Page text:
Here's a story that I heard a long time ago. I don't know the author but it really hits home for me ...
"There once was an old man who had a profitable little business selling hot dogs on a busy street corner in a major city. He was not a well-educated man, but he made great hot dogs and his customers loved him. He was so busy making hotdogs and making money that he didn't have time to read the newspapers or listen to the radio. He'd worked hard all this life and had been able to send his only son away to college. One day his son came home from school and told him that a recession was coming. There would be tremendous unemployment; people would not be able to afford eat out; nobody could buy a new car; nobody could buy a new house. He painted a gloomy picture of the future and warned his father that it would be wise to cut back on his expenses and ‘tighten his belt' and prepare for the worst. The old man didn't know much about the economy or the stock market, but he trusted his son.
The old man began to cut back on the quantity of hotdogs and rolls he bought. He didn't want to get caught with stale rolls as business began to drop off. But it was hard to judge and some days he actually ran out of hotdogs and rolls earlier than he normally would. So he went home early and spent more time worrying.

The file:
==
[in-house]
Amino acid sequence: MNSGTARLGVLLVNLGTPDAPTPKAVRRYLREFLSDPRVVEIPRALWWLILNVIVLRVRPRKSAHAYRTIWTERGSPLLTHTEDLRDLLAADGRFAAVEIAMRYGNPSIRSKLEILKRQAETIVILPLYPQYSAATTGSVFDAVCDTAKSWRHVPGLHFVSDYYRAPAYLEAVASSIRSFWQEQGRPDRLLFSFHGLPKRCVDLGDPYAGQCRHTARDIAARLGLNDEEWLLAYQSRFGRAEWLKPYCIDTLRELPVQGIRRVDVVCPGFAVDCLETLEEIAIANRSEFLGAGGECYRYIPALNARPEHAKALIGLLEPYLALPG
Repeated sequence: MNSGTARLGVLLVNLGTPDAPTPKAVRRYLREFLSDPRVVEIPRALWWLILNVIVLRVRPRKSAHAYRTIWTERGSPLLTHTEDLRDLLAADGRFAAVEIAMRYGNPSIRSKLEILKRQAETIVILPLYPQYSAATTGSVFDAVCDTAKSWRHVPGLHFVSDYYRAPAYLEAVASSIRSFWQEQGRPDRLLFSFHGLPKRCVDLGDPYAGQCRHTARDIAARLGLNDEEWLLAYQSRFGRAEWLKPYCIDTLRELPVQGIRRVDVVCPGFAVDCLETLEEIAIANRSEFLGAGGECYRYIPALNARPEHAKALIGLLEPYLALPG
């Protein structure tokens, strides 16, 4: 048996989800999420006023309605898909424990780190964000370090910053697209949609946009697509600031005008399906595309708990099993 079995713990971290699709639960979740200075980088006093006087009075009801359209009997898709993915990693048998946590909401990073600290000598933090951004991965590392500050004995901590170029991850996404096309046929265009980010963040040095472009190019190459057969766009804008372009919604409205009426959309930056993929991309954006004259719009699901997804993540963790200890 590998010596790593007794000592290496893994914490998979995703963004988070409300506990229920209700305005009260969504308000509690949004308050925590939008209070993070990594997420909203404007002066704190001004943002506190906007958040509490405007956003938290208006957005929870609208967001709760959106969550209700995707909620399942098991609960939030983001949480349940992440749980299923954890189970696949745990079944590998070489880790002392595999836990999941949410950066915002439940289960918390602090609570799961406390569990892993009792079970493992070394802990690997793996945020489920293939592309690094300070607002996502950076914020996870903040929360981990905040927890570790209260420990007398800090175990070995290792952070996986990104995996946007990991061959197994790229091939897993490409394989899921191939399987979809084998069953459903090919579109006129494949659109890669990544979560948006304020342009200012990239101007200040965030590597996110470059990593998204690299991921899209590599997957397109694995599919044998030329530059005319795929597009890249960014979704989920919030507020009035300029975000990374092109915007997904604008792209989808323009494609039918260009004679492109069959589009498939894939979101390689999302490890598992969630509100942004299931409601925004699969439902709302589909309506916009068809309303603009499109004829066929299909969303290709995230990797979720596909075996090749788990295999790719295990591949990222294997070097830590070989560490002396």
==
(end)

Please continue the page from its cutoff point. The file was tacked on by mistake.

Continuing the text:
Soon, he noticed that his son was right! His customers didn't come by as often and he began to sell fewer hotdogs. He became more depressed and sometimes didn't get out of bed in time to get the hotdogs cooked, or get his wagon to the street corner. His business really began to fall - the recession had hit. Now, day after day he stayed at home, depressed, occasionally his son would visit him and they would discuss how bad the economy was, and how lucky the old man had been to have an educated son who had warned him in advance about this terrible recession."
So what's the moral of this story?
Recession mentality starts in one's own head. If you listen to Wall Street, read the national news, and you believe that a recession is coming and that times will soon be tough, then they will be for you. Like the old man in the story, you'll start to change your successful behavior patterns and replace them with less successful habits. You'll sleep in later. You'll take longer lunch breaks, make fewer sales calls, order fewer supplies from your vendors and go home earlier. You might lose your job. You might have to sell your car. You might fall behind on your mortgage payments.
But it needn't be that way...